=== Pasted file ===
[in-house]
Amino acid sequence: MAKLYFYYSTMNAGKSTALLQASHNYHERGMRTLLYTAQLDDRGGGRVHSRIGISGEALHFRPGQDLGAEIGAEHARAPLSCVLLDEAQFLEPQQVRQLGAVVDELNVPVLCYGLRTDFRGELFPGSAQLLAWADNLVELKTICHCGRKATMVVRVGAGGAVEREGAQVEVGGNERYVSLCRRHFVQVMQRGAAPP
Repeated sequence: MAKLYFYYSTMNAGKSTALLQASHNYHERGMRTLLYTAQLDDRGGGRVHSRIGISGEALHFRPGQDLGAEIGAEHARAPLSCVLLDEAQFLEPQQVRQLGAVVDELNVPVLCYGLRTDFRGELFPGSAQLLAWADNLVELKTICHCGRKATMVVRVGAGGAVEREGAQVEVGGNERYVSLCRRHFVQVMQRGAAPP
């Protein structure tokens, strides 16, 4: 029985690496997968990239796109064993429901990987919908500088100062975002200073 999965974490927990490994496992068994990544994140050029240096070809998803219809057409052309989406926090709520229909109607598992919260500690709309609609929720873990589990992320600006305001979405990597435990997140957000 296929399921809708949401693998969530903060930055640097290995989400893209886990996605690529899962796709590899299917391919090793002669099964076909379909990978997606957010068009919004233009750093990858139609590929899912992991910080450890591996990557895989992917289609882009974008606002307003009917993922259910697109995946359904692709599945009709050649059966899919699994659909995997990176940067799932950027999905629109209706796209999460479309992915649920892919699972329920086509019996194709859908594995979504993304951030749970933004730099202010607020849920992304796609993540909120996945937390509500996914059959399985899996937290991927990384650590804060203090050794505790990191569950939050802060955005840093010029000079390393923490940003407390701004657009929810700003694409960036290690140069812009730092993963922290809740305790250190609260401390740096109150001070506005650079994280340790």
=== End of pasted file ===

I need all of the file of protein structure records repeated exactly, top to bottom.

[in-house]
Amino acid sequence: MAKLYFYYSTMNAGKSTALLQASHNYHERGMRTLLYTAQLDDRGGGRVHSRIGISGEALHFRPGQDLGAEIGAEHARAPLSCVLLDEAQFLEPQQVRQLGAVVDELNVPVLCYGLRTDFRGELFPGSAQLLAWADNLVELKTICHCGRKATMVVRVGAGGAVEREGAQVEVGGNERYVSLCRRHFVQVMQRGAAPP
Repeated sequence: MAKLYFYYSTMNAGKSTALLQASHNYHERGMRTLLYTAQLDDRGGGRVHSRIGISGEALHFRPGQDLGAEIGAEHARAPLSCVLLDEAQFLEPQQVRQLGAVVDELNVPVLCYGLRTDFRGELFPGSAQLLAWADNLVELKTICHCGRKATMVVRVGAGGAVEREGAQVEVGGNERYVSLCRRHFVQVMQRGAAPP
């Protein structure tokens, strides 16, 4: 029985690496997968990239796109064993429901990987919908500088100062975002200073 999965974490927990490994496992068994990544994140050029240096070809998803219809057409052309989406926090709520229909109607598992919260500690709309609609929720873990589990992320600006305001979405990597435990997140957000 296929399921809708949401693998969530903060930055640097290995989400893209886990996605690529899962796709590899299917391919090793002669099964076909379909990978997606957010068009919004233009750093990858139609590929899912992991910080450890591996990557895989992917289609882009974008606002307003009917993922259910697109995946359904692709599945009709050649059966899919699994659909995997990176940067799932950027999905629109209706796209999460479309992915649920892919699972329920086509019996194709859908594995979504993304951030749970933004730099202010607020849920992304796609993540909120996945937390509500996914059959399985899996937290991927990384650590804060203090050794505790990191569950939050802060955005840093010029000079390393923490940003407390701004657009929810700003694409960036290690140069812009730092993963922290809740305790250190609260401390740096109150001070506005650079994280340790």